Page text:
An Ocoee river guide was taking a pleasure trip down the Upper Gauley on 9/20 when his boat flipped and/or pinned on Fingernail Rock, a very deep undercut just above Sweets Falls. The two other boaters in his party got the boat free. One paddler was out before the rescue, the second was was freed when the boat came loose. The third, Matt Haynes, 21, disappeared. This occurred Monday afternoon at approximately 3:30pm. The search was called off at dark and resumed Tuesday. His body was found Tuesday at approximately 4 pm.
NPS Morning Report
On Monday afternoon, rangers received a report that a 21-year-old man in a private raft had disappeared while running Fingernail Rapid on the Gauley River. The rapid is located about 7.5 miles below the Lake Summersville Dam. National Park Service swift water rescue personnel, Kessler's Cross Lanes volunteer firefighters, Nicholas County Sheriff's Department divers, and West Virginia Department of Natural Resources personnel conducted a search of the area. The raft was recovered, but the missing man was not found. T
he NPS again asked for a reduction in the river flow. The Army Corps of Engineers at the Summersville Dam commenced a progressive drawdown of the Gauley River, reducing the flow to about 300 cubic feet per second. This made it possible for searchers and divers to begin working in the pools in and around the rapid. Due to darkness and river hazards, search operations had to be suspended for the night. A crew remained on scene overnight to monitor the area. Search crews began working their way back into the area early Tuesday morning and again set up search operations on the rapid.
Due to the intricacies of the water system and the distance downstream from the dam, it took most of the day for water flows to recede to levels that allowed searchers to safely work under the deep undercut rock. The body of Matthew Hanes, a 21-year-old Cleveland, Tennessee, man who was an experienced Ocoee River guide, was found by rangers in the rapid that afternoon. An NPS liaison was assigned to the family and friends, later escorting Hanes' mother and father to the coroner's office.
private boaters. super puma. rafter pinned under the rock
UPDATE: Search Underway for Another Missing Whitewater Rafter on the Gauley River
A swift water rescue is taking place on the Gauley River where a whitewater rafter fell into the river earlier.
Posted: 6:35 PM Sep 20, 2010
Reporter: Jeremy Edwards
Email Address: email@example.com
UPDATE 9/20/10 @ 10 p.m.
FAYETTE COUNTY, W.Va. (WSAZ) -- The search for a man missing in a whitewater rafting incident on the Gauley River was suspended Monday night because of darkness. It will resume at about 9 a.m. Tuesday, according to a news release from the U.S. National Park Service.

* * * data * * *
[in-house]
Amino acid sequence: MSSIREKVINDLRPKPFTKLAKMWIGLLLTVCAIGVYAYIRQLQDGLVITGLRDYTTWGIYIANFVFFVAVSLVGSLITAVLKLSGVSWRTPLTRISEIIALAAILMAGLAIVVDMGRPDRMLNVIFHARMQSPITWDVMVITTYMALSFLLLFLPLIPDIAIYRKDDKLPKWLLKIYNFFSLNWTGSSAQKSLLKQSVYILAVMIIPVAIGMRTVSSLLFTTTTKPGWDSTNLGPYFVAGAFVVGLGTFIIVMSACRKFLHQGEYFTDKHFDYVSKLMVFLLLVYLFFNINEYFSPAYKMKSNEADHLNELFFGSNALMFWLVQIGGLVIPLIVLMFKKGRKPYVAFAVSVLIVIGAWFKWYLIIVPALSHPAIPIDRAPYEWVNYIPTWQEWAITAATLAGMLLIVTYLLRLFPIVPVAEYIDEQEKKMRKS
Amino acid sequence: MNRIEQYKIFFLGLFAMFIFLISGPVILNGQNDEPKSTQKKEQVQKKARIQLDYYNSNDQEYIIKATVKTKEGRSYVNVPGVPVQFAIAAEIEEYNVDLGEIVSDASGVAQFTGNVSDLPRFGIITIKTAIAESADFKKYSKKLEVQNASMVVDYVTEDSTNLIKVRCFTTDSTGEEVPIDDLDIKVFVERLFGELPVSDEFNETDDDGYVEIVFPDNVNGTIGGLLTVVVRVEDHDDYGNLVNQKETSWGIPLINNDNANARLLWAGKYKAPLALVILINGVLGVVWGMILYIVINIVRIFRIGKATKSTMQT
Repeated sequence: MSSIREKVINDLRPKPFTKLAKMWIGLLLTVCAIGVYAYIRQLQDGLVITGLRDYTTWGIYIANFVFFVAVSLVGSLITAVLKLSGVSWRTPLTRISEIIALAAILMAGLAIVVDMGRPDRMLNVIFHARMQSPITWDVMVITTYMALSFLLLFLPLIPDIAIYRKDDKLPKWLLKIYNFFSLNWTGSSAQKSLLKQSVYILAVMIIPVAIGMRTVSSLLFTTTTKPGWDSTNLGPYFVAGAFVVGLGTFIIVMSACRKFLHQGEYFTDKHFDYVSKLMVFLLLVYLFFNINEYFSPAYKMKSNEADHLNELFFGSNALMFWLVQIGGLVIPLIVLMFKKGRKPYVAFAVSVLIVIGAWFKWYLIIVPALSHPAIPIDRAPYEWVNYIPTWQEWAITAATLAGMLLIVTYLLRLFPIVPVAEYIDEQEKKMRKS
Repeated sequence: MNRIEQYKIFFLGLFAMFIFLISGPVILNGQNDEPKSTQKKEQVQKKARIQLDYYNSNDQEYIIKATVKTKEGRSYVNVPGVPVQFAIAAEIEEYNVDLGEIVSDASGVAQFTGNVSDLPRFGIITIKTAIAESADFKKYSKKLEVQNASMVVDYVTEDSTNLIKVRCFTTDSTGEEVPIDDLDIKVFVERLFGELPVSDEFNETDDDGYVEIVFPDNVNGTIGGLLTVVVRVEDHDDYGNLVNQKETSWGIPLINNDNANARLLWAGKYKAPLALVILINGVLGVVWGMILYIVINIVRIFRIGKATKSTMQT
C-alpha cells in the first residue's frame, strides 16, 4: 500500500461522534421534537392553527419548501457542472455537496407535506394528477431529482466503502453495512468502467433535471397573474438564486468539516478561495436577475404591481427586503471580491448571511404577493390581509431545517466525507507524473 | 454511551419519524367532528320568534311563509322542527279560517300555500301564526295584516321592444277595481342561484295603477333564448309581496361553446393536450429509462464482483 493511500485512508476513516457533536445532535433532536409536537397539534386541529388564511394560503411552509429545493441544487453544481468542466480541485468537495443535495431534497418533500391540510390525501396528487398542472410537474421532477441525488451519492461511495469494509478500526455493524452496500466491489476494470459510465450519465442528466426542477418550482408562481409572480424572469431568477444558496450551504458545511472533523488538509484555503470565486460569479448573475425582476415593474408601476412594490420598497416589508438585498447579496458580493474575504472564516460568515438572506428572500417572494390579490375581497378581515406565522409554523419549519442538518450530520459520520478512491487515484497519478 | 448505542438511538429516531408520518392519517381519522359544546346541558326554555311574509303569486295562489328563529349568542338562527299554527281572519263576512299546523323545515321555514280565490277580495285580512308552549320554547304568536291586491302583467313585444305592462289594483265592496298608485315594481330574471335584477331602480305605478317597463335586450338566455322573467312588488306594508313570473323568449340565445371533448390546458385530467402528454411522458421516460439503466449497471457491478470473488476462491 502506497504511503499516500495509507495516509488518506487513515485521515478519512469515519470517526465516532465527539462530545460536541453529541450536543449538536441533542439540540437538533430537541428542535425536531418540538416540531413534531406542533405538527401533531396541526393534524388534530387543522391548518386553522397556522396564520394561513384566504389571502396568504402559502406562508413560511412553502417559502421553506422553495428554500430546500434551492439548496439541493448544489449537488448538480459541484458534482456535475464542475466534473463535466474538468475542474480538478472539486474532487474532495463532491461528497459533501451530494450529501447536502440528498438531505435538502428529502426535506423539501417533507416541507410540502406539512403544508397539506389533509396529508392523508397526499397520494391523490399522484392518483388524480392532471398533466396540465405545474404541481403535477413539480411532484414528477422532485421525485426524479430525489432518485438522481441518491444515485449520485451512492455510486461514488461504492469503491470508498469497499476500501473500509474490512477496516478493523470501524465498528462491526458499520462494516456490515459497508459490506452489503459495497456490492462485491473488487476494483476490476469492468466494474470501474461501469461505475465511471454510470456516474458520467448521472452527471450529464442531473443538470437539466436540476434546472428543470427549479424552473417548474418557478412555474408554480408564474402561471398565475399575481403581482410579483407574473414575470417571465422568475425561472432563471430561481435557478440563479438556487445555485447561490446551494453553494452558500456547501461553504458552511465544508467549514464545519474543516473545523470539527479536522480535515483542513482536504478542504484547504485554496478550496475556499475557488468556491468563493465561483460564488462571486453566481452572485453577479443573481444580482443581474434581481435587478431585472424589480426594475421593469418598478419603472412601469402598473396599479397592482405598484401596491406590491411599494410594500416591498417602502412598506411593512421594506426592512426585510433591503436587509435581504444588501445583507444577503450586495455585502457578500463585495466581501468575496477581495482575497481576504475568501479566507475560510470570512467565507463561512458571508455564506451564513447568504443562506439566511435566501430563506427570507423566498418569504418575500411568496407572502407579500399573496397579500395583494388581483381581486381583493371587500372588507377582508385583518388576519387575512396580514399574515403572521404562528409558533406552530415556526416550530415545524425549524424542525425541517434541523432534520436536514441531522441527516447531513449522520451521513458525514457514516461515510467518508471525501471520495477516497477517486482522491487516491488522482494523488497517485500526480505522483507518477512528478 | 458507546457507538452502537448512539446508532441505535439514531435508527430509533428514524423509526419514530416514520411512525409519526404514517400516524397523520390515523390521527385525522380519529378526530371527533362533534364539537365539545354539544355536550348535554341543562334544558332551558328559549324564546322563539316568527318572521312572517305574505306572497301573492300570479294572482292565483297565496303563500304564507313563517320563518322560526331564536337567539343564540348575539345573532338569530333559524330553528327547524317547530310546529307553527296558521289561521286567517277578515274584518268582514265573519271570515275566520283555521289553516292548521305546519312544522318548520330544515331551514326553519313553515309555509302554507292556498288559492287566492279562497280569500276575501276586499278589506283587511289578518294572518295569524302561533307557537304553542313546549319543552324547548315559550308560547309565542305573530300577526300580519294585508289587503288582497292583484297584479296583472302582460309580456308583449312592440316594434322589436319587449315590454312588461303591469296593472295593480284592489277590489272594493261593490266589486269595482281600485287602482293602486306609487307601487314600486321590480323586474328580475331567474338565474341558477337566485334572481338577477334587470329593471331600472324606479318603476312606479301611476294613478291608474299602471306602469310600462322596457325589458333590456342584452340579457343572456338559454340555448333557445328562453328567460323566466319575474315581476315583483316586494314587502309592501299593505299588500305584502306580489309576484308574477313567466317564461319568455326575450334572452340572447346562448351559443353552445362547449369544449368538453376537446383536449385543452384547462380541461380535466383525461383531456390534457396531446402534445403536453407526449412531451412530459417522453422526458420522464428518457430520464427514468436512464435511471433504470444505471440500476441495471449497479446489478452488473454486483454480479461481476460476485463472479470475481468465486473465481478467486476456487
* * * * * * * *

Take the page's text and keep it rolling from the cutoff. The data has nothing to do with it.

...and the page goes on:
A crew will remain on scene overnight to monitor the area.
Crews from the National Park Service, Fayette County, Nicholas County, Ansted VFD, Kessler's Cross Lanes VFD, and the DNR will resume operations when river flow levels are expected to be optimal for searchers. That is expected to be around 9 a.m. Tuesday.
A 21-year-old man in a private raft disappeared while running the Fingernail Rapid of the Gauley River.
UPDATE 9/20/10 @ 8:15 p.m.
FAYETTE COUNTY, W.Va. (WSAZ) -- Here are more details about a missing whitewater rafter in the Gauley River, according to a news release issued by the U.S. National Park Service: "At approximately 1:50 p.m. (Monday), National Park Service rangers received a report of a 21-year-old male in a private raft who disappeared while running the Fingernail Rapid on the Gauley River.
"Fingernail Rapid is located about 7.5 miles below the Lake Summerville Dam. National Park Service swiftwater rescue personnel, Kesler Cross Lanes Volunteer firefighters, Nicholas County Sheriff's department divers, and the West Virginia Department of Natural Resources responded to the scene and conducted a search of the area.
"The raft has been recovered. However, initial search efforts for the victim were unsuccessful, and the National Park Service made a request for a reduction in the river flow. The Army Corps of Engineers at the Summersville Dam commenced a progressive draw
down of the Gauley River at approximately 3 p.m. to reduce the amount of water cascading through the river corridor.
"Normal river flows at the time of the accident were about 2,800 cubic feet per second. The draw down to about 300 cubic feet per second is allowing searchers and divers to begin working in the pools in and around the Fingernail Rapid. Search operations are ongoing."